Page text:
TRUMBULL — Digital downloads and curbside pickups are nice, but there is nothing like being inside a library. All of the ambiance came rushing back Monday as a line of patrons made up for a half year pandemic-forced closing by being the first through the door as the Trumbull library reopened to the public.

“My wife and I are usually here about four times a week,” said Don Bell, who was second in line when the doors opened at 3 p.m. “I didn’t want to wait another minute.”

Bell, an avid movie buff, said he used the curbside pickup and the library app Hoopla to get movies and TV series for binge watching, but it wasn’t the same as flipping through the shelves of DVDs.

“I like to browse, see what looks good,” he said.

Amy Morais, who was waiting in line with daughters Ashley, 6, and Kaitlyn, 8, said she appreciated the curbside pickup, but agreed there was nothing like coming in to the library.

“With the curbside, you reserve a book, they call you when it’s ready to pick up,” she said. “But with the kids books, they’re done reading them that day.”

Ashley said she was looking forward to seeing if the new book in the Dog Man series was available. Kaitlyn said her tastes ran toward chapter books, especially the Wedgie & Gizmo. Both girls carried book bags to bring home their finds.

Library Director Stefan Lyhne-Nielsen said the reopening was the result of months of work.

“We’ve been working toward this for the past two months,” he said. “Ever since we started curbside pickup and drop-off, we’ve been working on it.”

Though the library is open, there are still restrictions. Patrons may come in to browse the stacks and borrow books. Other services, like photocopying, internet browsing and simply sitting and reading, remain prohibited until health guidelines allow, he said. Some services and programs are being conducted remotely. Information is available on the library website.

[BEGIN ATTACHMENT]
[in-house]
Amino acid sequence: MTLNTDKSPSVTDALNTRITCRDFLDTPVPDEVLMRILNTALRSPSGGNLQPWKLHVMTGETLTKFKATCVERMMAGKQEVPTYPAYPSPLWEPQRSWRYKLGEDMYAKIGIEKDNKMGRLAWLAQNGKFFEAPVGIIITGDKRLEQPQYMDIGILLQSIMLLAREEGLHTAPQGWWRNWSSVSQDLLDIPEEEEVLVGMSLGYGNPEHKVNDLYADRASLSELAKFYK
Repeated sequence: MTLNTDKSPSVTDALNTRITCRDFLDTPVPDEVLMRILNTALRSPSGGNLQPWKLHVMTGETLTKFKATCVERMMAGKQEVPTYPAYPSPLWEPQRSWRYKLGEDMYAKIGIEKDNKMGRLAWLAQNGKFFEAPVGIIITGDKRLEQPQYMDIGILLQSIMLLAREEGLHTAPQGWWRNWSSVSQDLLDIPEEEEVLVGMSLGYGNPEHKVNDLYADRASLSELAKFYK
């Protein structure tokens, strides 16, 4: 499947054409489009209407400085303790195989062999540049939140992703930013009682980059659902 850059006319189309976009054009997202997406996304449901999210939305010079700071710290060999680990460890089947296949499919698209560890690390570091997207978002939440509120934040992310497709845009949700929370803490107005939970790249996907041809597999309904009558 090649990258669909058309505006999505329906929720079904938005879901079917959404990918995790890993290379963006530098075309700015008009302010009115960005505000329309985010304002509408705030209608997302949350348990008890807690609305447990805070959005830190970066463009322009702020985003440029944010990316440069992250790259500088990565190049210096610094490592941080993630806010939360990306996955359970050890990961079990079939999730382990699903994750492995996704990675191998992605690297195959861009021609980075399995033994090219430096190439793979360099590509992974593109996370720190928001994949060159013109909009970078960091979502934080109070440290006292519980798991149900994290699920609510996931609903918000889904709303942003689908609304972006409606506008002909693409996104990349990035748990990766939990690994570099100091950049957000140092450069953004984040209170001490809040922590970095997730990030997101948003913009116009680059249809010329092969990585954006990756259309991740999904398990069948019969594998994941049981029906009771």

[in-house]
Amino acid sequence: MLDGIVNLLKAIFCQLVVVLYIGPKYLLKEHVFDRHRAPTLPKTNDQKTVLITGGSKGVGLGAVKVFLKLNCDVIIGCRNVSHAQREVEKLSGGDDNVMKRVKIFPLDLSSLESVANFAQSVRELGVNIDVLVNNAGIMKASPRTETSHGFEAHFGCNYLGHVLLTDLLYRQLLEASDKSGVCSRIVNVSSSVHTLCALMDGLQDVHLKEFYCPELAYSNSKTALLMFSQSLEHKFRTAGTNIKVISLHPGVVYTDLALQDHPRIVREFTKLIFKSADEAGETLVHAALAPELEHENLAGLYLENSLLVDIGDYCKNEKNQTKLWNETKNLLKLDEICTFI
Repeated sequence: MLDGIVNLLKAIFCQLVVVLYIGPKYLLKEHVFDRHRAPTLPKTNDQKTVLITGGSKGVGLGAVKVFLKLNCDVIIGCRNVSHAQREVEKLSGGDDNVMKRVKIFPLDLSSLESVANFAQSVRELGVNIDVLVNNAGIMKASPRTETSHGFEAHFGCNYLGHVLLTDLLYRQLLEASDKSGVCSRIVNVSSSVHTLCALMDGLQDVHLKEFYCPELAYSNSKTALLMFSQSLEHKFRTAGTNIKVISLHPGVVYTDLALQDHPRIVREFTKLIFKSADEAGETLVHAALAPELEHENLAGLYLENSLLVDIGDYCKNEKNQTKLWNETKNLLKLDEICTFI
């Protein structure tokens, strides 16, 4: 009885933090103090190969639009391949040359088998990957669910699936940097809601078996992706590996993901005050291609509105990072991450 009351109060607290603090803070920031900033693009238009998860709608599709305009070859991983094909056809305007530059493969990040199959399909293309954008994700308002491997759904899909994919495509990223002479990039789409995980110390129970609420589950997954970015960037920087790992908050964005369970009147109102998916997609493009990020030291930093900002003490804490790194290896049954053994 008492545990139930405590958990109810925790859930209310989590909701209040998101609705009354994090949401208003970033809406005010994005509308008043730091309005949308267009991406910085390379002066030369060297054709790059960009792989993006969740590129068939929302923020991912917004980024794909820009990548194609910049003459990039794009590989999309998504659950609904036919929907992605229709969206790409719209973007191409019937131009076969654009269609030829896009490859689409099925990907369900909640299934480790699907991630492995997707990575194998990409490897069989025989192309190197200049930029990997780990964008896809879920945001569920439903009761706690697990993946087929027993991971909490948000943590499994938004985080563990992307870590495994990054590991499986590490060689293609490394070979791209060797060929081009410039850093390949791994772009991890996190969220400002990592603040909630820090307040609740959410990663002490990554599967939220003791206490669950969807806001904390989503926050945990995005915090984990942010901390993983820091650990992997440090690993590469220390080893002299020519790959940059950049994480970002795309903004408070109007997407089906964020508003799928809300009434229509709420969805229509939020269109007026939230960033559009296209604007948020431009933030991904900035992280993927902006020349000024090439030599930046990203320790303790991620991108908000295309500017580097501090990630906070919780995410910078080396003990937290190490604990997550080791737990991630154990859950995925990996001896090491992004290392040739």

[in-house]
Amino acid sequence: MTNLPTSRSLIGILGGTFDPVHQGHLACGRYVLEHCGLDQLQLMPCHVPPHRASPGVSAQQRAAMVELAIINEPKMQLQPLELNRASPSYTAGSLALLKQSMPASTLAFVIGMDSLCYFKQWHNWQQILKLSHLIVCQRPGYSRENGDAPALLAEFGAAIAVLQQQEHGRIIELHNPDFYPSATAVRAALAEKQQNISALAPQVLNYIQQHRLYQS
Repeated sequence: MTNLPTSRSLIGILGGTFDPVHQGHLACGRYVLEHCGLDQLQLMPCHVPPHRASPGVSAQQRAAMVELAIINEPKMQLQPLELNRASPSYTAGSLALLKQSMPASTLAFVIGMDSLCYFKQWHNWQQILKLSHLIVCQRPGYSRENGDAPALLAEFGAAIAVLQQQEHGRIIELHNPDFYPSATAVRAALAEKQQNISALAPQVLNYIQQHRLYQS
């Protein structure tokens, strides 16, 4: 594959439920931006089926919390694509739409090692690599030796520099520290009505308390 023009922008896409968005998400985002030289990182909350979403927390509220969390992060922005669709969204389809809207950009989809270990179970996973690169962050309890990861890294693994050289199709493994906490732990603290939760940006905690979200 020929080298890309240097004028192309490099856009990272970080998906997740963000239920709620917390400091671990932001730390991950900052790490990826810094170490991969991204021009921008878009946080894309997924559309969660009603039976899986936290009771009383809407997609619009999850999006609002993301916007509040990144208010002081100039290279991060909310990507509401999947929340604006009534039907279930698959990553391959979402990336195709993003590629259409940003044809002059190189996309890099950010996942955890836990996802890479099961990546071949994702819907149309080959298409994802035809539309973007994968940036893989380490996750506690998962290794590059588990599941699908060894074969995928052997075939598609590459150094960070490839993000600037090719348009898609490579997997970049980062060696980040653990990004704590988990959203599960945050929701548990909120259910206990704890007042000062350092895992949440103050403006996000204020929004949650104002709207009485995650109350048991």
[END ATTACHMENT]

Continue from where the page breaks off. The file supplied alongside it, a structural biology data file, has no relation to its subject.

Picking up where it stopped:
“The biggest questions is how many people will come,” Lyhne-Nielsen said. “Trumbull has a lot of library-goers. We’re hoping it’s manageable.”

During the pandemic shutdown, Trumbull’s library patrons turned online in droves, Lyhne-Nielsen said. Curbside pickup, which started with about 60 people a day taking advantage of the grab-and-go book borrowing, surged to more than 300 daily users within weeks.

Other remote services, like digital and audio book downloads through the services Overdrive and Hoopla, also more than doubled, he said. The library had budgeted $18,000 for Hoopla this year, a service that costs up to about $3 per download. But readers are on pace to more than double that amount to $40,000 or more, he said.

Overdrive had similar numbers, he said.

“That’s tens of thousands of downloads,” he said.

Even when the pandemic ends, Lyhne-Nielsen said he anticipated many patrons will continue to use the download services due to their convenience. The library, too, would like people to download books rather than coming in to borrow the audio CD.

“There’s nothing worse than someone coming in and telling you they borrowed a 12-disc book, and disc No. 5 is broken,” he said. “Plus with download, you don’t have to change the CD, it just keeps playing.”

For those who do prefer in-person borrowing, the library looks a little different, at least for now. The tables and chairs where people used to be able to do homework or sit and read have been removed, the computers and coffee machines are off, and the children’s play areas remain off limits.

Lyhne-Nielsen said those were minor inconveniences compared to the big picture of people browsing for books again.

“Right now, it feels a little empty,” he said. “But everything we removed can be put back, and everything we turned off can be turned back on.”

The library is operating on reduced hours, 3 to 6 p.m. Monday through Friday.

deng@trumbulltimes.com